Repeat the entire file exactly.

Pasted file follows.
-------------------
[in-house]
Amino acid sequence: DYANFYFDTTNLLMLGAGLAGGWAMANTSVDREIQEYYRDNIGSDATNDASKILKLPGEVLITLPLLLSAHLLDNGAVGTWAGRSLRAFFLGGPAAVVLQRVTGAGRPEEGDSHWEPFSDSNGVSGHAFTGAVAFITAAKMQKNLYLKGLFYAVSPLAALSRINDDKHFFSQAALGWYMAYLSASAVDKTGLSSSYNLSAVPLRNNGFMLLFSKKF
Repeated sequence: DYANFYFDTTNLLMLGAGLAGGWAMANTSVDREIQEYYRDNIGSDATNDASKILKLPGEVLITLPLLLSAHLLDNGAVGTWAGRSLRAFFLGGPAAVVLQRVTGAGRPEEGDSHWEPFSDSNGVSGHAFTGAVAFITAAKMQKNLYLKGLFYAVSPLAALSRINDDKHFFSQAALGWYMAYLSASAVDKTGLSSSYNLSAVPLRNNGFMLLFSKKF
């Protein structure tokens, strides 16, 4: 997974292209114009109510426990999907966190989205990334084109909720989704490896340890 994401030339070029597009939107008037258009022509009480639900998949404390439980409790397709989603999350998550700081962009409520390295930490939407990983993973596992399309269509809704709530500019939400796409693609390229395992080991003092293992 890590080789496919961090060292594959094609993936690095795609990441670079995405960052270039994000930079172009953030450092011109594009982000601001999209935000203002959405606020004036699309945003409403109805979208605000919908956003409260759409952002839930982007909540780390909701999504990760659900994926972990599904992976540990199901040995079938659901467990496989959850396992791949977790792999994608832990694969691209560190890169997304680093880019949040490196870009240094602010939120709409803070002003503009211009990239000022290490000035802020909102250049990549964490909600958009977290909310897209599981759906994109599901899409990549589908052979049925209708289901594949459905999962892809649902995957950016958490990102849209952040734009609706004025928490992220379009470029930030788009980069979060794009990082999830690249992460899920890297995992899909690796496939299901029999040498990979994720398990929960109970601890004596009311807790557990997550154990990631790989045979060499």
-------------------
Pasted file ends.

[in-house]
Amino acid sequence: DYANFYFDTTNLLMLGAGLAGGWAMANTSVDREIQEYYRDNIGSDATNDASKILKLPGEVLITLPLLLSAHLLDNGAVGTWAGRSLRAFFLGGPAAVVLQRVTGAGRPEEGDSHWEPFSDSNGVSGHAFTGAVAFITAAKMQKNLYLKGLFYAVSPLAALSRINDDKHFFSQAALGWYMAYLSASAVDKTGLSSSYNLSAVPLRNNGFMLLFSKKF
Repeated sequence: DYANFYFDTTNLLMLGAGLAGGWAMANTSVDREIQEYYRDNIGSDATNDASKILKLPGEVLITLPLLLSAHLLDNGAVGTWAGRSLRAFFLGGPAAVVLQRVTGAGRPEEGDSHWEPFSDSNGVSGHAFTGAVAFITAAKMQKNLYLKGLFYAVSPLAALSRINDDKHFFSQAALGWYMAYLSASAVDKTGLSSSYNLSAVPLRNNGFMLLFSKKF
């Protein structure tokens, strides 16, 4: 997974292209114009109510426990999907966190989205990334084109909720989704490896340890 994401030339070029597009939107008037258009022509009480639900998949404390439980409790397709989603999350998550700081962009409520390295930490939407990983993973596992399309269509809704709530500019939400796409693609390229395992080991003092293992 890590080789496919961090060292594959094609993936690095795609990441670079995405960052270039994000930079172009953030450092011109594009982000601001999209935000203002959405606020004036699309945003409403109805979208605000919908956003409260759409952002839930982007909540780390909701999504990760659900994926972990599904992976540990199901040995079938659901467990496989959850396992791949977790792999994608832990694969691209560190890169997304680093880019949040490196870009240094602010939120709409803070002003503009211009990239000022290490000035802020909102250049990549964490909600958009977290909310897209599981759906994109599901899409990549589908052979049925209708289901594949459905999962892809649902995957950016958490990102849209952040734009609706004025928490992220379009470029930030788009980069979060794009990082999830690249992460899920890297995992899909690796496939299901029999040498990979994720398990929960109970601890004596009311807790557990997550154990990631790989045979060499």